[3] See Pope Benedict XVI at 241.
[4] Catechism of the Catholic Church 27 (emphasis added).
[5] Homiletic Directory (Vatican City, Libreria Editrice Vaticana, 2014) at 37.
[6] John Shea, The Spiritual Wisdom of the Gospels for Christian Preachers and Teachers, Matthew, Year A (Collegeville, Liturgical Press, 2004) at 116.

Saturday, March 4, 2017

Color Blind

Check out this inspiring news story about Reddy and Jaxson, two color-blind boys in Kentucky.  When did we forget that our only difference is our hairstyle?

Friday, March 3, 2017

Everyone Makes Mistakes, Oh Yes They Do

                I couldn’t help but think of Sesame Street’s Big Bird this morning when I read the umpteenth headline about Envelope-Gate – the Best Picture Oscar mix-up at last Sunday’s Academy Awards.  Yesterday’s news announced that two PricewaterhouseCoopers accountants will be forever banned from the Oscars for the screw up, while today’s news reports that Oscar’s Producer Michael De Luca may be passed over for a Paramount gig because of the flub.  One article goes so far as to claim that “The epic envelope snafu that rocked the Oscars is still sending aftershocks through Hollywood.”  Epic?  Aftershocks?  Really?  It was a mistake.  Didn’t Big Bird teach us that everyone makes mistakes?

                I’m not sure why, but we’ve become so hyper-critical these days that the simplest of mistakes become earth-shattering news.  We pounce on others’ failures at the drop of a hat (or at the spill of milk, as the saying goes).  Human nature offers us three possible reactions to the mistakes of others:  indifference; sympathy/empathy; and outrage.  While outrage may be an appropriate response to willful negligence that actually hurts people, it’s not the right response to simple, harmless errors.  Yet, bombastic, high-grounded outrage seems to be the response du jour.  Interestingly, psychologists see feigned moral outrage as an attempt to focus attention on others' flaws while deflecting attention away from our own.  Hmm, perhaps there are a lot of guilty consciences out there these days.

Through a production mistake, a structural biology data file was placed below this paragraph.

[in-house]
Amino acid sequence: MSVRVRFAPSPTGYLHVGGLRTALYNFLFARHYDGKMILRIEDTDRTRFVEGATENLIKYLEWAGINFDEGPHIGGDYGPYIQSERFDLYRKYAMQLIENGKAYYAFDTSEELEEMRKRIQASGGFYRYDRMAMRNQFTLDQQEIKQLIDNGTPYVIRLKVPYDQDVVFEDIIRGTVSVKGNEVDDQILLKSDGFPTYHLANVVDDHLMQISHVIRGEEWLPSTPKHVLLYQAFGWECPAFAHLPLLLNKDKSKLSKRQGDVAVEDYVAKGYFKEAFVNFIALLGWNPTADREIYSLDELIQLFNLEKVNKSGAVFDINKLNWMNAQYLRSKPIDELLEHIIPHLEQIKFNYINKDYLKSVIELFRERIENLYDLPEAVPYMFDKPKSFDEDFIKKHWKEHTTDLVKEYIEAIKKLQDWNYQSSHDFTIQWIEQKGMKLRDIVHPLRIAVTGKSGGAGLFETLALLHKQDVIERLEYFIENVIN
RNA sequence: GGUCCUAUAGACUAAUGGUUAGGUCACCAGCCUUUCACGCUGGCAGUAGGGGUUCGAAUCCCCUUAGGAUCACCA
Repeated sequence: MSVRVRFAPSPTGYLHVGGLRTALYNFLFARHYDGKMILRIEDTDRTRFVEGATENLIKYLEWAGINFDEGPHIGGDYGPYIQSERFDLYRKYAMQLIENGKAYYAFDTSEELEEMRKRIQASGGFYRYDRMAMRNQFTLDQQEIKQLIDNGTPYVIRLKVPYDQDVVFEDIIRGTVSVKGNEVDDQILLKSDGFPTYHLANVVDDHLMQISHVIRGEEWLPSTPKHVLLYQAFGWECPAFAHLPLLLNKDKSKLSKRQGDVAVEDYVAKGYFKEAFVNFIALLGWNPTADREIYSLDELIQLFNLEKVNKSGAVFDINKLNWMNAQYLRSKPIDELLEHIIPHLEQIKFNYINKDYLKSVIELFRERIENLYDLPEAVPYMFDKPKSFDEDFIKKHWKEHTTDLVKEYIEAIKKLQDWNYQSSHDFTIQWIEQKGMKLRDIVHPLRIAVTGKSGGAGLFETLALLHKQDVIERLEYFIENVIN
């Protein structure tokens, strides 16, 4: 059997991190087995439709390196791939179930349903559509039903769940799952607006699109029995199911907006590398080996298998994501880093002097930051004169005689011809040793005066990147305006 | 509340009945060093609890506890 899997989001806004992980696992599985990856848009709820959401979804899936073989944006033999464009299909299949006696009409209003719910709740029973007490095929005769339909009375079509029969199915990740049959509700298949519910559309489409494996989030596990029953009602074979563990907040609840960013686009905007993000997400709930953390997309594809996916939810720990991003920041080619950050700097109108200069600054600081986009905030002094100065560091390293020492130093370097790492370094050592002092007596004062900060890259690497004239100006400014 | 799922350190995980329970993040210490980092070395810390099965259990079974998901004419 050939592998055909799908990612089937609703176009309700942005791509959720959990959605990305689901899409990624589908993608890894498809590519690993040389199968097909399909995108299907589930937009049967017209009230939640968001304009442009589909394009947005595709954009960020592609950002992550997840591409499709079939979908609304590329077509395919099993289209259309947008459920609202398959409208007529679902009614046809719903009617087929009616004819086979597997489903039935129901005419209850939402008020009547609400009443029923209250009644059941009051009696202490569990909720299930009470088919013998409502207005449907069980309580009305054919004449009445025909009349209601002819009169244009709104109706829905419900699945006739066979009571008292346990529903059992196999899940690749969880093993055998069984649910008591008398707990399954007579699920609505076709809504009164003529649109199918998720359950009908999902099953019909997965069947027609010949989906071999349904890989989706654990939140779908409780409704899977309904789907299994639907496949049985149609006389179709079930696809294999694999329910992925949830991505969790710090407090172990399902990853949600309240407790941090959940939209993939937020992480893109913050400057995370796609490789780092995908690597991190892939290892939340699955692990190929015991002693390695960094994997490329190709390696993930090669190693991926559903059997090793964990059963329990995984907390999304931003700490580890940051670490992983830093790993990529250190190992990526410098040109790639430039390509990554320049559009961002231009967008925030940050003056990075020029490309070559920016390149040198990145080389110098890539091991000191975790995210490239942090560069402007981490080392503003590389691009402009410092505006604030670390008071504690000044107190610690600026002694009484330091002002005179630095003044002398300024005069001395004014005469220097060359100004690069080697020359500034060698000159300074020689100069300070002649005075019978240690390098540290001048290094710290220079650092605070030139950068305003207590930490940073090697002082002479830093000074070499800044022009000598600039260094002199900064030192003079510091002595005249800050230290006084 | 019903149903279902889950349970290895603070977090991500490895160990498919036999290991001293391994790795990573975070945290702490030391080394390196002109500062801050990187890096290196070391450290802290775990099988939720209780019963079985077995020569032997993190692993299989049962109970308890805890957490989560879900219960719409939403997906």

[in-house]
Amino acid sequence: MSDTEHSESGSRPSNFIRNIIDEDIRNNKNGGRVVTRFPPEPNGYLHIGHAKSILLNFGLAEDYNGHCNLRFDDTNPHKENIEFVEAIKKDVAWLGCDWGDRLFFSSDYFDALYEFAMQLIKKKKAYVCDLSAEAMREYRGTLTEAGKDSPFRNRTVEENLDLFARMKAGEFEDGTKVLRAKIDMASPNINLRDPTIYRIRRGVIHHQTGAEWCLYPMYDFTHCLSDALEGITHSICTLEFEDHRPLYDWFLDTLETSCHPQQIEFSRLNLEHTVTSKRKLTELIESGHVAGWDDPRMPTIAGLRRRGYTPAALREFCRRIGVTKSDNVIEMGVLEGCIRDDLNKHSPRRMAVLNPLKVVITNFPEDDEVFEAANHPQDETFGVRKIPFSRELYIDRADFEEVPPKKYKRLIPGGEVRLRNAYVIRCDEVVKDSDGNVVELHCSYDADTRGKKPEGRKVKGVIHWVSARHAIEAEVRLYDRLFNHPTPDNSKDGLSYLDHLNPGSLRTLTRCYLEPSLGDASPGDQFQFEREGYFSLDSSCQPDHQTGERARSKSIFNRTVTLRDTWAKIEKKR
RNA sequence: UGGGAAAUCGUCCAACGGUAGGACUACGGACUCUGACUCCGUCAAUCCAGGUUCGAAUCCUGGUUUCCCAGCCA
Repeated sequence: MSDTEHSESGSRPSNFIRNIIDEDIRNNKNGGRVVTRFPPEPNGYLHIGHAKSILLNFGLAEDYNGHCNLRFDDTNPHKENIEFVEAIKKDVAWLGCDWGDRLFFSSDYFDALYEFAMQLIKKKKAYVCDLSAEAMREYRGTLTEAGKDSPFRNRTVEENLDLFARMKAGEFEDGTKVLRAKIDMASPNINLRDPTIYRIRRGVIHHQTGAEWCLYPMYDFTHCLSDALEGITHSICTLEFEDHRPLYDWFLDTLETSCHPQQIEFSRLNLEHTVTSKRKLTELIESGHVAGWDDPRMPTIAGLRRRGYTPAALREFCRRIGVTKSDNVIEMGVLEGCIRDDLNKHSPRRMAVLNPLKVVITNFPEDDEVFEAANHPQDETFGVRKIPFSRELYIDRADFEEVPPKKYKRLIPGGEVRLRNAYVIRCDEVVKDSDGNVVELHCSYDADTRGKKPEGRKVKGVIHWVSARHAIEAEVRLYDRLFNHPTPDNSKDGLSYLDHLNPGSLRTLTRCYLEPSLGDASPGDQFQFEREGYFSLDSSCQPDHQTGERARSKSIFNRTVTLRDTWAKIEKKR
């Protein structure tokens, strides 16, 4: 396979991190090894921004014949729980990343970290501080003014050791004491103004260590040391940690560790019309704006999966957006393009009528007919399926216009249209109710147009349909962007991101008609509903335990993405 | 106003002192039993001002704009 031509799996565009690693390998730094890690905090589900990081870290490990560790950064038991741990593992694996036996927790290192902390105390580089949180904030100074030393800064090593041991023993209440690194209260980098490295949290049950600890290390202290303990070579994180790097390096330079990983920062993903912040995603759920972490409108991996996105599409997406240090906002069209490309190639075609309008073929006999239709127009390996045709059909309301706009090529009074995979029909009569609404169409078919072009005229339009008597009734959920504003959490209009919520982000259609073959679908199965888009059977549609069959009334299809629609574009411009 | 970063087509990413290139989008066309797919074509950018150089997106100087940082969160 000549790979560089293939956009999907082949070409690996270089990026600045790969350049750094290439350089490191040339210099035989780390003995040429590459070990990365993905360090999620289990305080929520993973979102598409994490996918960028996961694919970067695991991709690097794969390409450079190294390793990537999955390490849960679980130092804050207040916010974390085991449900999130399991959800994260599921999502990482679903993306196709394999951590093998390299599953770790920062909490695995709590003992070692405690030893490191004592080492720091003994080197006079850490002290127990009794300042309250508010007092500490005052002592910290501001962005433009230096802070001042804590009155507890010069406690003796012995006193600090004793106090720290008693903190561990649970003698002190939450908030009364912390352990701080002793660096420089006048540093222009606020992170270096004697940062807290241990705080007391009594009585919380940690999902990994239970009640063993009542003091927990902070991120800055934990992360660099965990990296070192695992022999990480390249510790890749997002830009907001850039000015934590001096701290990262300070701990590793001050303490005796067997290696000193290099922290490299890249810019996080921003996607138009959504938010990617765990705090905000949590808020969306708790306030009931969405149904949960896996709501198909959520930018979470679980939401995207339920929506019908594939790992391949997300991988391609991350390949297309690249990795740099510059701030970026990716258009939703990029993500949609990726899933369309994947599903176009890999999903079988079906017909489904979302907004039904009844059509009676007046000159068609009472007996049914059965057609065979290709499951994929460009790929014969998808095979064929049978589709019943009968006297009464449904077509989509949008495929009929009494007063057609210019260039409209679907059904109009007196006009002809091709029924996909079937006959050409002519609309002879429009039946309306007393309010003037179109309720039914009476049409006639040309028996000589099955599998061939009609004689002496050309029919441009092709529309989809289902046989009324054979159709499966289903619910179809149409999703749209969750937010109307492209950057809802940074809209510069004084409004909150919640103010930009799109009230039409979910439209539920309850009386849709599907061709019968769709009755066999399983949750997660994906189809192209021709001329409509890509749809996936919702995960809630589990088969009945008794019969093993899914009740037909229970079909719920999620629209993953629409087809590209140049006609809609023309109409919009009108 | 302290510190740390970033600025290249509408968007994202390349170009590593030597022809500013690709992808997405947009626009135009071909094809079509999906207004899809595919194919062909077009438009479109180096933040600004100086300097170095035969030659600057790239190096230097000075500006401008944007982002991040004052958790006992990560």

We would all do well to focus on our own foibles, rather than on the mistakes of others.  Christ admonishes us to “remove the wooden beam from your eye first; then you will see clearly to remove the splinter from your brother’s eye.”  (Matthew 5:7)  When others make harmless mistakes, a little sympathy or empathy can go a long way toward healing and forgiveness.  It’s time to give each other a break, assume positive intent, forgive and move on.  Remember, we could be next.  As Big Bird so wisely said, “Everyone makes mistakes, oh yes they do!”

Click here to listen to Everyone Makes Mistakes, by Big Bird

Thursday, March 2, 2017

Rising from the Ashes

We’ve received our ashes.  We’ve sported them around all day proudly (perhaps some a bit sheepishly, which wouldn’t necessarily be a bad thing).  We’ve taken care not to smudge them when our foreheads itched – why do foreheads itch more on Ash Wednesday than on any other day?  We’ve compared them at the water cooler, admiring the work of some ministers while deriding the clumsiness of others.  Now what?